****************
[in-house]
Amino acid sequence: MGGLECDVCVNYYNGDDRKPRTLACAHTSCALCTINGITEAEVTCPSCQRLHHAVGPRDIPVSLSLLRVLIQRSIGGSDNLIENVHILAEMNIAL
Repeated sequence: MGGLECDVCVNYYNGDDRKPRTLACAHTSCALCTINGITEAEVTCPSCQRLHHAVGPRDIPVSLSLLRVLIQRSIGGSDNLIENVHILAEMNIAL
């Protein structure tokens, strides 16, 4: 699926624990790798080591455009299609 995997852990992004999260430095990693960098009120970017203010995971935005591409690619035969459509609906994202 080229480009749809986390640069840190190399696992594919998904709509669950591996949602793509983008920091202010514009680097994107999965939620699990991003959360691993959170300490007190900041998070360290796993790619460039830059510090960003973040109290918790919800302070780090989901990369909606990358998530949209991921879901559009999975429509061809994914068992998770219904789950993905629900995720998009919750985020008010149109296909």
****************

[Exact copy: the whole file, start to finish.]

[in-house]
Amino acid sequence: MGGLECDVCVNYYNGDDRKPRTLACAHTSCALCTINGITEAEVTCPSCQRLHHAVGPRDIPVSLSLLRVLIQRSIGGSDNLIENVHILAEMNIAL
Repeated sequence: MGGLECDVCVNYYNGDDRKPRTLACAHTSCALCTINGITEAEVTCPSCQRLHHAVGPRDIPVSLSLLRVLIQRSIGGSDNLIENVHILAEMNIAL
């Protein structure tokens, strides 16, 4: 699926624990790798080591455009299609 995997852990992004999260430095990693960098009120970017203010995971935005591409690619035969459509609906994202 080229480009749809986390640069840190190399696992594919998904709509669950591996949602793509983008920091202010514009680097994107999965939620699990991003959360691993959170300490007190900041998070360290796993790619460039830059510090960003973040109290918790919800302070780090989901990369909606990358998530949209991921879901559009999975429509061809994914068992998770219904789950993905629900995720998009919750985020008010149109296909």